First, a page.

Despite impact of Covid-19, 6th generation incentives persist

21 May 2020 (Last Updated May 21st, 2020 17:57)

In May 2020, due to the financial impacts of the COVID-19 pandemic, Japan fell into recession for the first time since 2015. The Japanese economy shrank by an annual rate of 3.4% in the first three months of 2020. There has been widespread discussion regarding the impact of the COVID-19 pandemic of global defense spending.

Despite impact of Covid-19, 6th generation incentives persist

In May 2020, due to the financial impacts of the COVID-19 pandemic, Japan fell into recession for the first time since 2015. The Japanese economy shrank by an annual rate of 3.4% in the first three months of 2020. There has been widespread discussion regarding the impact of the COVID-19 pandemic of global defense spending.

GlobalData forecasts a worst-case, austerity scenario in which Japanese defense spending declines by 11% between FY2020-2024.  However, despite the financial impact of the COVID-19 pandemic, the geopolitical incentives to develop 6th generation fighter aircraft endure. For Japan, maintaining air superiority over regional rivals, specifically China, is a primary incentive. The People’s Liberation Army Air Force has modernized at pace in recent years, placing Japan’s traditional qualitative superiority under threat.

Aircraft such as China’s 5th generation Chengdu J-20 Mighty Dragon are challenging Japan’s current fleet, incentivizing investment in a 6th generation fighter aircraft programme. In Japan’s FY2020 defense budget, ¥28 billion have been allocated to the F-X programme. Within this budget, ¥11.1 Billion is allocated for the conceptual design of the overall system of fighter aircraft which ‘can play a core role of future networked warfare’, supplemented by smaller allocations such as ¥100 million for the research of Manned-UnManned Teaming (MUM-T) capabilities. Despite these costs and the financial pressures brought by the COVID-19 crisis, a cut to 6th generation aircraft investment is unlikely. The geopolitical incentives persist, and the first aircraft are not expected until 2030.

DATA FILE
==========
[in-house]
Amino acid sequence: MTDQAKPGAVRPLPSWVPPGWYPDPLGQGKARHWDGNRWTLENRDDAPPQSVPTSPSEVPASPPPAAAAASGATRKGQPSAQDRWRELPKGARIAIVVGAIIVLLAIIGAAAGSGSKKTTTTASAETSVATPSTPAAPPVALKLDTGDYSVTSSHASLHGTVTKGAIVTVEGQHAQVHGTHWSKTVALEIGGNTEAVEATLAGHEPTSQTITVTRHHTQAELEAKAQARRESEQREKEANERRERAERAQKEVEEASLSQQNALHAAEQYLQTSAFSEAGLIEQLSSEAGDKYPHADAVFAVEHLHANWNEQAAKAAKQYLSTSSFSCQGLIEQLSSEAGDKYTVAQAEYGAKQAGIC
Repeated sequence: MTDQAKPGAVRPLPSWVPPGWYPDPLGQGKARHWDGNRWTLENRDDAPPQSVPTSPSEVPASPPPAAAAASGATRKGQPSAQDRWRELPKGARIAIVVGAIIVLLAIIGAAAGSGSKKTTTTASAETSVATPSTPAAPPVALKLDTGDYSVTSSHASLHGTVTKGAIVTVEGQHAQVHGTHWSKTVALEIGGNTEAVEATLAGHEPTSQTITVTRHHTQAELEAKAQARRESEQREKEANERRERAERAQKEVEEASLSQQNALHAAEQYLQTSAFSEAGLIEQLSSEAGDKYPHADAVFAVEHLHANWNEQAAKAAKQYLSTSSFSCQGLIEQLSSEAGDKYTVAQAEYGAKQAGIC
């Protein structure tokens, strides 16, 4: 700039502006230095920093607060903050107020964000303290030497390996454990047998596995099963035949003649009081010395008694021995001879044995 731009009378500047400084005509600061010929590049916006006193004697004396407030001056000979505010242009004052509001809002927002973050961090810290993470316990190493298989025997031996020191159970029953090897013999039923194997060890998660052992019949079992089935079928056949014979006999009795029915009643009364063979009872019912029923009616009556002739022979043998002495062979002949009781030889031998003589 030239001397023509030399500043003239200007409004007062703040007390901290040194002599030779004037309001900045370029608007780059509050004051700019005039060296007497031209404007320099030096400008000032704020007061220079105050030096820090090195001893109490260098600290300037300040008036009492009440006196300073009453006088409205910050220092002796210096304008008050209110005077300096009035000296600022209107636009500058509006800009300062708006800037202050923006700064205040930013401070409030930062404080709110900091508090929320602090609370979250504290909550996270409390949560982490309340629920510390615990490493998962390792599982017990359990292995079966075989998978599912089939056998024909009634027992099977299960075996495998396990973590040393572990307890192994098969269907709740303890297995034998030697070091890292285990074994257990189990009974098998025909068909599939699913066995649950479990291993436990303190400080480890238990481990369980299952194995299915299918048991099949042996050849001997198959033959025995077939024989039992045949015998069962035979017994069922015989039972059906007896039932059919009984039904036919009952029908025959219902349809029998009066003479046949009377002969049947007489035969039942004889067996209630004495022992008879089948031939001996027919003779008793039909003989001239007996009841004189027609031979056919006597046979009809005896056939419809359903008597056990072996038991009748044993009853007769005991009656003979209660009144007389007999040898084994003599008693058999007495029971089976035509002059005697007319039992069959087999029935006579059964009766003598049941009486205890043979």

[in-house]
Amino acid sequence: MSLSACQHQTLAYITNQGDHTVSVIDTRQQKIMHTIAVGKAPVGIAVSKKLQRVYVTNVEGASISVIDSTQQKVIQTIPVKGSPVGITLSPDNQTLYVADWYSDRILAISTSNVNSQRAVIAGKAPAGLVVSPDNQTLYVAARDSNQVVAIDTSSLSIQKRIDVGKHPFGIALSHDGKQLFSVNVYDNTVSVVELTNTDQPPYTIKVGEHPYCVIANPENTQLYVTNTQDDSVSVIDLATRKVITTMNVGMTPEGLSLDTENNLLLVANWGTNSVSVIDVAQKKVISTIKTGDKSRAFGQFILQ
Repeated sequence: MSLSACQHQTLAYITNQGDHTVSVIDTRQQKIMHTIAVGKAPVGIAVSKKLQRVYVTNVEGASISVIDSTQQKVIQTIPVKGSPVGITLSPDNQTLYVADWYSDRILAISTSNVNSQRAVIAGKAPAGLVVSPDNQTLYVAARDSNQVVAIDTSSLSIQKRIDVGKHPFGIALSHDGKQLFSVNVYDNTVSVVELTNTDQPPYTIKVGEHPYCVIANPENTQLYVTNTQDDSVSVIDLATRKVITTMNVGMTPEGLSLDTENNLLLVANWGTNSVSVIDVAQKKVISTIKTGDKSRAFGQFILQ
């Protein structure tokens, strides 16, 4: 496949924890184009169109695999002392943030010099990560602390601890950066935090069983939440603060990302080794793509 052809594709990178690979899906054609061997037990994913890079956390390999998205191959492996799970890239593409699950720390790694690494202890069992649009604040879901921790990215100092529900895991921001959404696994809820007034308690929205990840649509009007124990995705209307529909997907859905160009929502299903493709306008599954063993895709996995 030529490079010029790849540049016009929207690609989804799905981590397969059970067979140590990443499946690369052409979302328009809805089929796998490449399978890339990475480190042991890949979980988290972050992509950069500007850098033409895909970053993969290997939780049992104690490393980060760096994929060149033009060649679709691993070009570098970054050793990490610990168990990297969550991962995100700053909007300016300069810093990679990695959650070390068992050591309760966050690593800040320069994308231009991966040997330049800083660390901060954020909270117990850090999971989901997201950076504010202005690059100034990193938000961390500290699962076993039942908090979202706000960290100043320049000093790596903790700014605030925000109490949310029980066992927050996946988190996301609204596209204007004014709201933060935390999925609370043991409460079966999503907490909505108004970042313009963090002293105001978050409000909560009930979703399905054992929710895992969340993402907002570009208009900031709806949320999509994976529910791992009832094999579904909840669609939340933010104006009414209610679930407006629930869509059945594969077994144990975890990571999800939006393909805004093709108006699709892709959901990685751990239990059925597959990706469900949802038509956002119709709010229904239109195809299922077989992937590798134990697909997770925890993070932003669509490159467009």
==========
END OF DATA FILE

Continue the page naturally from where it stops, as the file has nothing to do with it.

The Japanese government has reportedly rejected proposals from both BAE and Lockheed Martin, stressing an ambition to embark upon a mostly domestic fighter development project incorporating foreign participation. This appears to be  favoured over a joint development with BAE’s Tempest programme or developing existing fighters, as proposed by Lockheed Martin. Regardless of which participants are chosen, demands on workshare and technology transfer in a post-COVID-19 environment are likely to increase, given the increased need to leverage defense spending as a source of domestic economic stimulus. With the gravity of COVID-19’s financial impacts still undetermined, focusing upon domestic development could support a Japanese defense industry which has struggled to gain a foothold since export restrictions were relaxed in 2014.